Consultancy to Develop Jamaica’s Guidelines for the Management of Diabetes, Hypertension and Asthma


Non-communicable diseases (NCDs) have emerged as the leading cause of death globally. Of 56.9 million global deaths in 2016, 40.5 million, or 71%, were due to non-communicable diseases (NCDs). The four main NCDs are cardiovascular diseases, cancers, diabetes and chronic lung diseases. The burden of these diseases is rising disproportionately among lower income countries and populations. In 2016, over three quarters of NCD deaths — 31.5 million — occurred in low- and middle-income countries with about 46% of deaths occurring before the age of 70 in these countries.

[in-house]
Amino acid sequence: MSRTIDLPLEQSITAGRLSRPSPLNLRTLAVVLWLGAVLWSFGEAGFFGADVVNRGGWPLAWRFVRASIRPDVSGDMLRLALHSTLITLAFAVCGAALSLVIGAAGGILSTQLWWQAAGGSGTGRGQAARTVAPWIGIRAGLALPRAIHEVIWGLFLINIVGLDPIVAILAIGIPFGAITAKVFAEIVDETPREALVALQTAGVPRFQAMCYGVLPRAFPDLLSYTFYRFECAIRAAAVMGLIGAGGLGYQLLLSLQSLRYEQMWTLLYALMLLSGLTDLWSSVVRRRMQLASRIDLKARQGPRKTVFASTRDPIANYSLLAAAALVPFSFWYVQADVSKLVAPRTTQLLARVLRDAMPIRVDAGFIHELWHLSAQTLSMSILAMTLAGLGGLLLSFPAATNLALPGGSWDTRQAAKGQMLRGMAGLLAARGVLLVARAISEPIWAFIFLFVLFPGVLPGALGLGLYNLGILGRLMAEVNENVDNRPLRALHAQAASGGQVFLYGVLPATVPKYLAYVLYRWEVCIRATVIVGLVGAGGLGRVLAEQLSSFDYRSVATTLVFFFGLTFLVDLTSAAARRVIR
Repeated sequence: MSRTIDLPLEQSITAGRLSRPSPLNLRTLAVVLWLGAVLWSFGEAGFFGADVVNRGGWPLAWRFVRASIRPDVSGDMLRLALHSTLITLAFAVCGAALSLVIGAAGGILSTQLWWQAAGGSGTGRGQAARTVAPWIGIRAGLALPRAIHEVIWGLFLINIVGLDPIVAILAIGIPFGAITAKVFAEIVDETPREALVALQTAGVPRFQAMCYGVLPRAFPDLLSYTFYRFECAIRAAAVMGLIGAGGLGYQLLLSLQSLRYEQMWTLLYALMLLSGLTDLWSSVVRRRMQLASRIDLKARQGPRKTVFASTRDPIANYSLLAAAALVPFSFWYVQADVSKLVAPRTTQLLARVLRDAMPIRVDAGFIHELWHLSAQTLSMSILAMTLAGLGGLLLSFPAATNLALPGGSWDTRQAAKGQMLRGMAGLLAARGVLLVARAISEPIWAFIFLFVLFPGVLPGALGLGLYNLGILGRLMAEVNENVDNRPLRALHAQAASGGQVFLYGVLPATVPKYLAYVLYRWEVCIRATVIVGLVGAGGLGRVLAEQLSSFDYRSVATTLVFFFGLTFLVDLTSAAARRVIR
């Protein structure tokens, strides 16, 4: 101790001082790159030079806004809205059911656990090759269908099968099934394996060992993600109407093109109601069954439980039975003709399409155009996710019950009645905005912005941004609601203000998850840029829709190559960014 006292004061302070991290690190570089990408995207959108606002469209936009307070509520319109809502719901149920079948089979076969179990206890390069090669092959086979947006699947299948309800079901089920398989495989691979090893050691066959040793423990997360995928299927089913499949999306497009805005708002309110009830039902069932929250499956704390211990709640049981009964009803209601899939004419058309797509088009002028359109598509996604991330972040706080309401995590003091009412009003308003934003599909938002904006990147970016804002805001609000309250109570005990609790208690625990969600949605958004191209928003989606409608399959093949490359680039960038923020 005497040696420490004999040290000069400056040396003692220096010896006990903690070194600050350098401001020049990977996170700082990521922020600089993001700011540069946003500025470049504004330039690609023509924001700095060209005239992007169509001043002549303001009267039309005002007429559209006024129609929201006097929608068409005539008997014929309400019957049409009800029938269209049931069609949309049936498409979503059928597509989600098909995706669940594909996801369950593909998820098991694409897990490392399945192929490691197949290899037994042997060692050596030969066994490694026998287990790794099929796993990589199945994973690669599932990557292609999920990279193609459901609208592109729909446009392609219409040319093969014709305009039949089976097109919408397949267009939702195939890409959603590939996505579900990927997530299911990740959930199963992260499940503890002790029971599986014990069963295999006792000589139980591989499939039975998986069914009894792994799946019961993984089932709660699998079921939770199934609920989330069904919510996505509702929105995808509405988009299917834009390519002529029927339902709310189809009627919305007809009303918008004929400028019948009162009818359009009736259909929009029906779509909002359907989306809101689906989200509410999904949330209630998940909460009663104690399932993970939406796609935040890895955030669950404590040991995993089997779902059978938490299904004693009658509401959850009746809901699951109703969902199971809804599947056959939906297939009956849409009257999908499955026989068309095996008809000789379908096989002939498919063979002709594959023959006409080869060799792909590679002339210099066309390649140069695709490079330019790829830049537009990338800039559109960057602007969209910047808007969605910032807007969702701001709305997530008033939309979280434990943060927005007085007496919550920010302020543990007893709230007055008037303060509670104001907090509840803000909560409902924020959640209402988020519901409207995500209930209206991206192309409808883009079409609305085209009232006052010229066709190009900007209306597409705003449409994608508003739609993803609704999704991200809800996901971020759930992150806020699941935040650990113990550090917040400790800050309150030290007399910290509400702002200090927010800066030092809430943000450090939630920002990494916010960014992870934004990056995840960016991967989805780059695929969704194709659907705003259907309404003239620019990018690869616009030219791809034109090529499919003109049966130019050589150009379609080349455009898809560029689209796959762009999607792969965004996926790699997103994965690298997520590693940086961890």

Cardiovascular diseases account for most NCD deaths, or 17.9 million people annually, followed by cancers (9.0 million), respiratory diseases (3.9million), and diabetes (1.6 million). These 4 groups of diseases account for over 80% of all premature NCD deaths. Tobacco use, physical inactivity, the harmful use of alcohol and unhealthy diets all increase the risk of dying from a NCD. Detection, screening and treatment of NCDs, as well as palliative care, are key components of the response to NCDs. These conditions are often associated with older age groups, but evidence shows that 15 million of all deaths attributed to NCDs occur between the ages of 30 and 69 years. Of these “premature” deaths, over 85% are estimated to occur in low- and middle-income countries. Children, adults and the elderly are all vulnerable to the risk factors contributing to NCDs. Metabolic risk factors contribute to four key metabolic changes that increase the risk of NCDs: raised blood pressure, overweight/obesity, hyperglycemia (high blood glucose levels) and hyperlipidemia (high levels of fat in the blood). In terms of attributable deaths, the leading metabolic risk factor globally is elevated blood pressure (to which 19% of global deaths are attributed), followed by overweight and obesity and raised blood glucose. NCDs threaten progress towards the 2030 Agenda for Sustainable Development, which includes a target of reducing premature deaths from NCDs by one-third by 2030.